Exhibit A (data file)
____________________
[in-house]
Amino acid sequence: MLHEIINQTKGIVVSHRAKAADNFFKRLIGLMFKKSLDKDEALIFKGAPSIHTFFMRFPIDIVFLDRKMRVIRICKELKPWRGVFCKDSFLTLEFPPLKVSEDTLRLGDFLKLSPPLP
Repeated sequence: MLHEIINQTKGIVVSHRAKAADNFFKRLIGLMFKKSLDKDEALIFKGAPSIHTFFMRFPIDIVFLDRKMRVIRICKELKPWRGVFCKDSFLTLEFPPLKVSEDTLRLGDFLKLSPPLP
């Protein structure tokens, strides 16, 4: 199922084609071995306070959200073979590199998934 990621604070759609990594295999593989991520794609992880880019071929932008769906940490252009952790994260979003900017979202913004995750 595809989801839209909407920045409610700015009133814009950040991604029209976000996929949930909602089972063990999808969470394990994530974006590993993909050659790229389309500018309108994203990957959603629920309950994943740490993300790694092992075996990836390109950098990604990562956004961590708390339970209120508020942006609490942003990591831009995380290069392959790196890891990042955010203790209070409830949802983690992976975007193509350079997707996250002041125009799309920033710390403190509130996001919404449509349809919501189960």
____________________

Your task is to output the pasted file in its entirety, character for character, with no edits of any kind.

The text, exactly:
[in-house]
Amino acid sequence: MLHEIINQTKGIVVSHRAKAADNFFKRLIGLMFKKSLDKDEALIFKGAPSIHTFFMRFPIDIVFLDRKMRVIRICKELKPWRGVFCKDSFLTLEFPPLKVSEDTLRLGDFLKLSPPLP
Repeated sequence: MLHEIINQTKGIVVSHRAKAADNFFKRLIGLMFKKSLDKDEALIFKGAPSIHTFFMRFPIDIVFLDRKMRVIRICKELKPWRGVFCKDSFLTLEFPPLKVSEDTLRLGDFLKLSPPLP
């Protein structure tokens, strides 16, 4: 199922084609071995306070959200073979590199998934 990621604070759609990594295999593989991520794609992880880019071929932008769906940490252009952790994260979003900017979202913004995750 595809989801839209909407920045409610700015009133814009950040991604029209976000996929949930909602089972063990999808969470394990994530974006590993993909050659790229389309500018309108994203990957959603629920309950994943740490993300790694092992075996990836390109950098990604990562956004961590708390339970209120508020942006609490942003990591831009995380290069392959790196890891990042955010203790209070409830949802983690992976975007193509350079997707996250002041125009799309920033710390403190509130996001919404449509349809919501189960």